World Wide Charter for Action on Eating Disorders

Have you heard about the World Wide Charter for Action on Eating Disorders?

The Charter was created under the sponsorship of the Academy for Eating Disorders, with the input of thousands of concerned people around the world. It sets out some principles that seem like good common sense, and one of them is the right of caregivers to be informed and involved in a loved one's care.

I am part of the AED Patient/Carer Task Force, the Worldwide Charter subcommittee, and the PFN at NEDA that will be helping to introduce the Charter in the US. I'm curious about what the Charter will mean for parents. So tell me, fellow parents, what does the Charter mean to you?

Empowering? Toothless? Inspiring? Incomplete? Shocking? Helpful?


  1. Great work! Can we send it out to people or is it still a work in progress?


  2. The Charter is being introduced all over the world, and NEDA is hoping to have it ratified in all 50 states next year.

    You can "sign" the Charter at the website below, and watch that site for news on how you can get involved:

  3. HI Laura,

    This is a very solid beginning and I am grateful to see its completion. Its existence validates the diagnosis and treatment of ED's as real and tangbile, needing to be handled with the same delicate and respectful professional approach as all other illnesses. I found the wording of this Charter to be substantial and well defined. There are a few areas for the group to consider in its refining, which I respectfully submit here for consideration. Good work and thank you for being such a strong and productive advocate! Hope all is well-


    Preamble. I would question the term Mental Illness and ask that it be defined: Chemical, biological, emotional?

    Preamble 2. States the obvious, with no teeth to back it up. “Requires a partnership”? How about “Demands a partnership”. And this charter should include some recognition as to who leads this partnership Physician? Therapist? Parent? I found that the bigger battle was not the battle of having everyone involved verbally commit and agree to a team approach The biggest battle was implementing it. Doctors do not want to play with others and they do not want to be led. But they will affirm vehemently your desire to create a team and be a part of its important existence. They rarely comply though. Leading such a team effort was impossible for my husband and I as parents: emotionally involved, panicked, desperate, uneducated in the realm of medicine, ED’s, mental illness. And it was frustrating (and at one time dangerous) to wait for one of the professional parties to pick up the ball and run with it. They appeared not as invested in it as we did. And so the team floundered. To this day, our daughters Therapist has rarely if ever collaborated with the physician!! In fact just last week he announced with some pride that he Finally spoke with the medical doctor! After 8 months!!! And only because he was ‘confused” (read skeptical) about the information we were providing him regarding Chelsea’s medical status.

    Rights I. Include the word respectful in the heading. No one should have to face professional sarcasm as part of their struggle. And although the word respect shows up in a subsequent bullet under this right, inclusion of the word in the title demands the readers attention.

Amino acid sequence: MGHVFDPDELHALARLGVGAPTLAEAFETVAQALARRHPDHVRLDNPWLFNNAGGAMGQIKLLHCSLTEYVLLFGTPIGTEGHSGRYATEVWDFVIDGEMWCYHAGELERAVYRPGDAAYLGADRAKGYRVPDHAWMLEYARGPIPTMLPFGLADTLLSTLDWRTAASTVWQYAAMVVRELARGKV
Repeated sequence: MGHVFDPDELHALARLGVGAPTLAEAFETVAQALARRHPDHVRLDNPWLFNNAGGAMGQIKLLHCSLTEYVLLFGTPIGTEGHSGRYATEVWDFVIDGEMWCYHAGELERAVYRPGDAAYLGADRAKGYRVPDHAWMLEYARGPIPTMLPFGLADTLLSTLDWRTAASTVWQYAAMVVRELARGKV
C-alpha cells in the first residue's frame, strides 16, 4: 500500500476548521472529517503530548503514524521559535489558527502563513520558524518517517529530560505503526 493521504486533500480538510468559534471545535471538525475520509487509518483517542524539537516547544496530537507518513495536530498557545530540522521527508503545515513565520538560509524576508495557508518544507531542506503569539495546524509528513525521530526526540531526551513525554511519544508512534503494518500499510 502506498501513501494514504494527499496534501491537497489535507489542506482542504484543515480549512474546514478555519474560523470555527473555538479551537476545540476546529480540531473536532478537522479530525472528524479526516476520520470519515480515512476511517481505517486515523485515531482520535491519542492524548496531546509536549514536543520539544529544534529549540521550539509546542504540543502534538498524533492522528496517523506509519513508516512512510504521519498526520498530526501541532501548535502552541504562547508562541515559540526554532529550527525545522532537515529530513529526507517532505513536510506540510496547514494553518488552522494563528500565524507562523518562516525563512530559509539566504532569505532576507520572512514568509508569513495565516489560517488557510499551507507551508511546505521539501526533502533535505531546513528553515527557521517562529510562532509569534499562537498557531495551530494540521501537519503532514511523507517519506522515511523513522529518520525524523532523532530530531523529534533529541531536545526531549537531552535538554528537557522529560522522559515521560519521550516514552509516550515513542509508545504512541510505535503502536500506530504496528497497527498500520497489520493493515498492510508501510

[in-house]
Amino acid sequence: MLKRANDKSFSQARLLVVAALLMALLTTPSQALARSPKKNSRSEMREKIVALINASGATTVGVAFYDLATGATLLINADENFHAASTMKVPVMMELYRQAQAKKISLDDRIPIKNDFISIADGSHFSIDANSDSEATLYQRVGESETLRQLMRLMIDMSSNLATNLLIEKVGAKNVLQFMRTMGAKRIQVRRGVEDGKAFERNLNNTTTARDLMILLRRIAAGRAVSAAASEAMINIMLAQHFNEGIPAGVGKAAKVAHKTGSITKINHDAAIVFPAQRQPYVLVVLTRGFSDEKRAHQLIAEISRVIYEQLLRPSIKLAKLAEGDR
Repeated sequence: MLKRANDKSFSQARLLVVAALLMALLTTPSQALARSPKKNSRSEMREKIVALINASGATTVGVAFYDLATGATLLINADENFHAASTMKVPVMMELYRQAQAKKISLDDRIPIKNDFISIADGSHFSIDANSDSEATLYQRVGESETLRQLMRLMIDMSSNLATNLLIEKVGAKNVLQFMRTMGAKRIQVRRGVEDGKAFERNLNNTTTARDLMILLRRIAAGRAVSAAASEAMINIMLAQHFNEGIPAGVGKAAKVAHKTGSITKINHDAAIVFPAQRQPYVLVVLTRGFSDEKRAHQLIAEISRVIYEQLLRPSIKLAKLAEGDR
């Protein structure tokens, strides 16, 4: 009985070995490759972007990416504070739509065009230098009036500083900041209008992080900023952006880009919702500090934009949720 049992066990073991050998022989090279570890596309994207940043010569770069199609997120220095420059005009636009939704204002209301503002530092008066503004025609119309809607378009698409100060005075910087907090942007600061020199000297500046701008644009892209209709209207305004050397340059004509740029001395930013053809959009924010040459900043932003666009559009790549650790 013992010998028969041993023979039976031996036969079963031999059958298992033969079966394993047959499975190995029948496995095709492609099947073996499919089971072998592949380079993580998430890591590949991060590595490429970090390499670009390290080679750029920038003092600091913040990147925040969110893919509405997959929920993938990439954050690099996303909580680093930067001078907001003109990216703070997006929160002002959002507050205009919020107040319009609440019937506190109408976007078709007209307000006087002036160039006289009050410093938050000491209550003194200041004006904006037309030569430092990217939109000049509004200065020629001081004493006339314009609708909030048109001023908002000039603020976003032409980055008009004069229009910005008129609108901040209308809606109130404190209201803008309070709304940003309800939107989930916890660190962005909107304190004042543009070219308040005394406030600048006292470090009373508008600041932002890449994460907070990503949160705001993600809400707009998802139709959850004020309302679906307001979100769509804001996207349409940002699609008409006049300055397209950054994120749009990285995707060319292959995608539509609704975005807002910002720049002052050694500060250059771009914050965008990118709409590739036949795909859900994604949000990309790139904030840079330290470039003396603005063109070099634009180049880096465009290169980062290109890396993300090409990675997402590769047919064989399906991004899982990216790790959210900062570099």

Also having the term “treatment options fully explained” is too vague and broad. What is really required is a complete and comprehensive array of options, even those the physician does not personally agree with, but are valid and substantiated. Our first pediatrician gave us what she perceived to be Chelsea’s treatment options, none of which included Maudsley, or pharmacological interventions, or outside network treatment/research centers. Many of the options we explored and found useful to us, I was left to discover on my own. I am not certain how this intent is captured in such a charter as this, but it is a significant concern for me.

    Right III. Include verbiage on the right of having a detailed and easily understood financial accounting of the cost of services prior to service delivery, which includes an explanation of any subsidized funding or medical insurance coverage. Too often we discovered that the care we had agreed to was not a covered service or had other types of administration that would have been covered had we chosen it, this included pharmaceutical options as well. Much of Chelsea’s care was out of pocket because we did not have the opportunity to discuss or choose other options. Many times we learned that because the payout rate for physicians/therapists was so low on some options, they simply choose the non-covered version after assessing the ability of the patient family to pay out of pocket. other times, becasue the coordination of options did not coincide, they were disallowed by our insurance provider.

    Right IV Third bullet is very concerning! “The precise nature and degree of carer involvement should be based on the wishes of the patient and their carers.” If my daughter had her way, we would not have been involved at all at the earliest phase of her diagnosis and then again as we began the Maudsley approach. I understand the intent the drafters had, with regard to older ED patients, but a very scary charge.

  4. Sondra,

    This is fantastic stuff. I'm printing it out for discussion with others involved with the Charter. I, too, have been concerned about one particular thing you mention and hadn't even thought of several of your points. THANK YOU!


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